“So it had,” said Nelly, looking very wise all of a sudden. “Will says the wards—that means the rooms, Tony—are scrubbed every day or two, and kept very clean, and well venti—something—I can’t say it; but it means having a plenty of air come in. I can clean windows while Polly mops, and then we shall soon be done.”

Away she ran, feeling very busy and important. Polly came, and very soon the room looked like another place. The four latticed windows were set wide open, so the sunshine came dancing through the vines that grew outside, and curious roses peeped in to see what frolic was afoot. The walls shone white again, for not a spider dared to stay; the wide seat which encircled the room was dustless now,—the floor as nice as willing hands could make it; and the south wind blew away all musty odors with its fragrant breath.

“How fine it looks!” cried Nelly, dancing on the doorstep, lest a footprint should mar the still damp floor.

“I’d almost like to fall sick for the sake of staying here,” said Tony, admiringly. “Now, what sort of beds are you going to have, miss?”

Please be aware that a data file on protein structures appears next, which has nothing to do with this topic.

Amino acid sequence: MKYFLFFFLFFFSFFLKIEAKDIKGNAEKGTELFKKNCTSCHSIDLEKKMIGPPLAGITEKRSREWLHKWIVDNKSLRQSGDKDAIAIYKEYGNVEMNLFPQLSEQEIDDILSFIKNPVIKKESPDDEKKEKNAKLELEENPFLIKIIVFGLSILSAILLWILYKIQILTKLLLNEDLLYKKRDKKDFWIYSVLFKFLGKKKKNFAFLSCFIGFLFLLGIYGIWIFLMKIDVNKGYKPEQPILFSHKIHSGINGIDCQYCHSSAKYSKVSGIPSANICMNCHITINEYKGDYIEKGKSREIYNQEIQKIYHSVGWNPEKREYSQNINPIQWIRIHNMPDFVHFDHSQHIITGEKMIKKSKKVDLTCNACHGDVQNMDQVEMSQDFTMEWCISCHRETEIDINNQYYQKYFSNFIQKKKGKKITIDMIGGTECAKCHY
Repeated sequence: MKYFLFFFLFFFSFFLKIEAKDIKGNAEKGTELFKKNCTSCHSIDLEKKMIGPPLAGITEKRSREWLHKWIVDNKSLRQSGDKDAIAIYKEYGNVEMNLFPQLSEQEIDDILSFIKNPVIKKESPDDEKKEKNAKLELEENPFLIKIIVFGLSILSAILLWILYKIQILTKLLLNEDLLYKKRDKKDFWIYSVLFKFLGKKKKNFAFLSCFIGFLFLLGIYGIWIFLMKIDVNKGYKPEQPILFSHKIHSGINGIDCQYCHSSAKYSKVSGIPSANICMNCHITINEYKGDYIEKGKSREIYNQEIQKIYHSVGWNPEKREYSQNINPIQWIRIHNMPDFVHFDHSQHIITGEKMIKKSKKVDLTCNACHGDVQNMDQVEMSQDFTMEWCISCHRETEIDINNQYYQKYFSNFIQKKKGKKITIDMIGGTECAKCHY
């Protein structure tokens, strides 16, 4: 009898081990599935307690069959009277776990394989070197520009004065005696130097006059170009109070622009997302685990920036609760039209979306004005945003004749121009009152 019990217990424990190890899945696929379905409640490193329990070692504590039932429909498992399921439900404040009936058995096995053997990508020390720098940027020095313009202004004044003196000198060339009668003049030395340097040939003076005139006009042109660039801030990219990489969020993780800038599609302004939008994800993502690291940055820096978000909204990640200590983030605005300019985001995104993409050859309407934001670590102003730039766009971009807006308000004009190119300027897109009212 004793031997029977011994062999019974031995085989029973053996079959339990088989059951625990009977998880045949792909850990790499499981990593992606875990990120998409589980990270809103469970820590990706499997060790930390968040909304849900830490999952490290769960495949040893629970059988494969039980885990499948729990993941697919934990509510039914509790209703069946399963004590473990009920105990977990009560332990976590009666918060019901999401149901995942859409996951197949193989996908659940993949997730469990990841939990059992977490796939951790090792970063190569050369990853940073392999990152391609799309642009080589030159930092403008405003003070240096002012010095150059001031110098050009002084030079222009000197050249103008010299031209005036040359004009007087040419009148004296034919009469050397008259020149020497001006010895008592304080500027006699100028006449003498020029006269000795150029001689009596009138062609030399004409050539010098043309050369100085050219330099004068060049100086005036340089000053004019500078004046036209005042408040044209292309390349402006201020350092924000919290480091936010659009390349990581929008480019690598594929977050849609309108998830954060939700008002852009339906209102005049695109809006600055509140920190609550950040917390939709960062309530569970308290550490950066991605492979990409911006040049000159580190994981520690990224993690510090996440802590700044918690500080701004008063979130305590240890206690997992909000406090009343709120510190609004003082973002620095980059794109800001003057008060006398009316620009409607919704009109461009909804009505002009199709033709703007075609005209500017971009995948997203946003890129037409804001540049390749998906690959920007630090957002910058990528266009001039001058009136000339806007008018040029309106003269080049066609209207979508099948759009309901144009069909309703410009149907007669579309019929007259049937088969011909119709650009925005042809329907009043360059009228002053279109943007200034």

“I suppose it won’t do to put butterflies and toads and worms into beds like the real soldiers where Will was?” answered Nelly, looking anxious.

Tony could hardly help shouting at the idea; but, rather than trouble his little mistress, he said very soberly: “I’m afraid they wouldn’t lay easy, not being used to it. Tucking up a butterfly would about kill him; the worms would be apt to get lost among the bed-clothes; and the toads would tumble out the first thing.”

“I shall have to ask mamma about it. What will you do while I’m gone?” said Nelly, unwilling that a moment should be lost.

“I’ll make frames for nettings to the window, else the doves will come in and eat up the sick people.”

“I think they will know that it is a hospital, and be too kind to hurt or frighten their neighbors,” began Nelly; but as she spoke, a plump white dove walked in, looked about with its red-ringed eyes, and quietly pecked up a tiny bug that had just ventured out from the crack where it had taken refuge when the deluge came.

“Yes, we must have the nettings. I’ll ask mamma for some lace,” said Nelly, when she saw that; and, taking her pet dove on her shoulder, told it about her hospital as she went toward the house; for, loving all little creatures as she did, it grieved her to have any harm befall even the least or plainest of them. She had a sweet child-fancy that her playmates understood her language as she did theirs, and that birds, flowers, animals, and insects felt for her the same affection which she felt for them. Love always makes friends, and nothing seemed to fear the gentle child; but welcomed her like a little sun who shone alike on all, and never suffered an eclipse.